The needs of unemployed men and women with disabilities, including veterans, are being trumped by issues as diverse as global warming and the price of prescription drugs. If people living with disabilities want to make a comeback, they are going to have to fight back. Trump: The Art of the Comeback by Donald Trump opens up to two pages of "Trump's Top Ten Comeback Tips." Whether you agree with him politically or not, the comeback tips of a man who went from being minus $900 million to running for the Presidency of the United States of America and funding his campaign by himself is worth reading. With an unemployment rate of 70-75%, the blind and visually challenged, for example, have nothing to lose.
On page 11 of his book, Trump tells a story about the day he looked at a blind beggar and said, "...he's worth about $900 million more than me." It was the early 1990s, and Trump had been hit hard by what he called a depression rather than a recession. . During the early 1990s and the past twenty five years, the blind and visually challenged might not have lost $900 million, but many did lose their jobs, had to live in subsidized housing, lived below the poverty line on Social Security Disability or Social Security Retirement Benefits, were forced to remain single by the marriage penalty in the SSD and SSA Act, and sometimes went without medical or dental care when their SSD and SSA payments were above the poverty line (different for every state). When they had to live in subsidized housing projects, they were often segregated into senior citizen buildings as people with other disabilities were required to do. At the same time, many of them remained unemployed for more than three years and felt disgraced as their student loans were erased because the government now believed that no one would ever hire them. Some had their relatives turn their backs on them and received lectures about how they should have taken better care of themselves. Others listened to conservative radio talk show hosts who said that anyone on welfare should lose the right to vote.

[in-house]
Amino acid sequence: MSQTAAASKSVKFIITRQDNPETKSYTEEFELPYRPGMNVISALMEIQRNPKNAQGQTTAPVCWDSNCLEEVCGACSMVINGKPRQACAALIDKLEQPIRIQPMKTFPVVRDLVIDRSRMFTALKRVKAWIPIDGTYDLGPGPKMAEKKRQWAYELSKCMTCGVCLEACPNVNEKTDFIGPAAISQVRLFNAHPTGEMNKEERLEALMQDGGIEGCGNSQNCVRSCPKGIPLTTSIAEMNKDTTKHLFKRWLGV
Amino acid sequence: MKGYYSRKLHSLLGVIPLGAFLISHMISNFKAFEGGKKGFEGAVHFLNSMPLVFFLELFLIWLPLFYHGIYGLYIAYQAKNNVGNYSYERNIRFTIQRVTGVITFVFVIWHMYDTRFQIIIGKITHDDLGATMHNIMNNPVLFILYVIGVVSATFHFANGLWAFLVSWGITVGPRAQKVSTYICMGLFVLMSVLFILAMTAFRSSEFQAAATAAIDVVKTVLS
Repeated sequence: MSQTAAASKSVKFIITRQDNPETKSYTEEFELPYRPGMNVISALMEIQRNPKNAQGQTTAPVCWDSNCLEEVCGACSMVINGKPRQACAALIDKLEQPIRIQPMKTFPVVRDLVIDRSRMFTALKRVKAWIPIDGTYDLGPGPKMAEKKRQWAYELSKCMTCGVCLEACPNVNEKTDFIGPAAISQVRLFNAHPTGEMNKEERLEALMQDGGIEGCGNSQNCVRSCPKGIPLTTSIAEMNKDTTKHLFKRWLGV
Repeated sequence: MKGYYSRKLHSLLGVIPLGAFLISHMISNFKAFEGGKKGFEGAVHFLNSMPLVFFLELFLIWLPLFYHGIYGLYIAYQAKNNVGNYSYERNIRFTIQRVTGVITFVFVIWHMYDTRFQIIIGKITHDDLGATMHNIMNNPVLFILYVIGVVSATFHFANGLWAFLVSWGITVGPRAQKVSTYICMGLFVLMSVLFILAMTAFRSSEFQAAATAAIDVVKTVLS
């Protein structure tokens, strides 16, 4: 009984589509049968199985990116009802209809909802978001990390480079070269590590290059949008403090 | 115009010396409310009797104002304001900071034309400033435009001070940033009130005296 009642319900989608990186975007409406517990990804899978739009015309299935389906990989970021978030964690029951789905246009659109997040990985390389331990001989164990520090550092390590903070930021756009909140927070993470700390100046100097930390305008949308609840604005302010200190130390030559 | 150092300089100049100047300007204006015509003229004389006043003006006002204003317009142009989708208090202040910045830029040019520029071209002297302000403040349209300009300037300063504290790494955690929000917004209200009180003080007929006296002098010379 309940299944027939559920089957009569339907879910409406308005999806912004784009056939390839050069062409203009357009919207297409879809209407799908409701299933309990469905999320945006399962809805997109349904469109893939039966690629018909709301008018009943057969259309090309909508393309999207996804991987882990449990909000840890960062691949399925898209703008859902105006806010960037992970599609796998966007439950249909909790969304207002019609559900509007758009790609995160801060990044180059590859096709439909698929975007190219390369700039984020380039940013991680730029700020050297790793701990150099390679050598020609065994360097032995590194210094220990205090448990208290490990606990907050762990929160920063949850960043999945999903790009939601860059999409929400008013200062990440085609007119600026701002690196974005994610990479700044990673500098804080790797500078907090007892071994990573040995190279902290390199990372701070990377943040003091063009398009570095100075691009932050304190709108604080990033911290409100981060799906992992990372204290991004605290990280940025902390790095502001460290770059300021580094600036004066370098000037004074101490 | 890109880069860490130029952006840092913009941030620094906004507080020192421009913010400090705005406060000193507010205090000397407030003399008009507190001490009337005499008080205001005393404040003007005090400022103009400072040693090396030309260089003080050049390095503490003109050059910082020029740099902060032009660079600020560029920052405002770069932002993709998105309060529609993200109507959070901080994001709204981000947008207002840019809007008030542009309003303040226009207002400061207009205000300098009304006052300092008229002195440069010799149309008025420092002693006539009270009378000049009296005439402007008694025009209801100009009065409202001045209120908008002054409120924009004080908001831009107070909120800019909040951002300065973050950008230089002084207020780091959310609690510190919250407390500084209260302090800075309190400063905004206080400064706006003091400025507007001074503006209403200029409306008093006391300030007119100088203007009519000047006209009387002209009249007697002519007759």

Although the visually challenged have had many successes in higher education and the workforce, the blind beggar stereotype is still around, and the economy has become so bad that now some homeless men are asking blind and visually challenged men and women if they can "borrow" their white cane, or stick as some call it. Homeless men and women who are too young to know about the blind beggar stereotype are now begging from the visually challenged. Blind men and women, many with college degrees, are volunteering at homeless shelters while they, themselves, are job hunting. The Americans with Disabilities Act was passed in 1990. Its mission was for people with disabilities to be treated as equals. Equality might not have been fully achieved in the classroom or the board room yet, but it has been achieved on the street.
In all of the presidential debates, only one candidate has mentioned "the sick." If some people with disabilities have gotten too comfortable in their discomfort zones and cannot even dream of making a comeback, this is the year to get involved and make some noise. If they live in a state where libraries for the blind and physically handicapped were closed or services were cut during the past 10 years, they need to elect people who will once again make their needs a priority. They must make their elected officials aware of the SSD and SSA marriage penalties and restore their right to marry and keep their benefits.
People who are living with disabilities can not only learn from Trump that there is an art to making a comeback, but can also learn from Hillary Clinton that It Takes a Village and from Carly Fiorina that it will require Tough Choices. These books and many others that have been written by politicians are available in print, large print, Braille, and audio formats from the NLS Library for the Blind and Physically Handicapped as well as commercial sources such as book stores and online.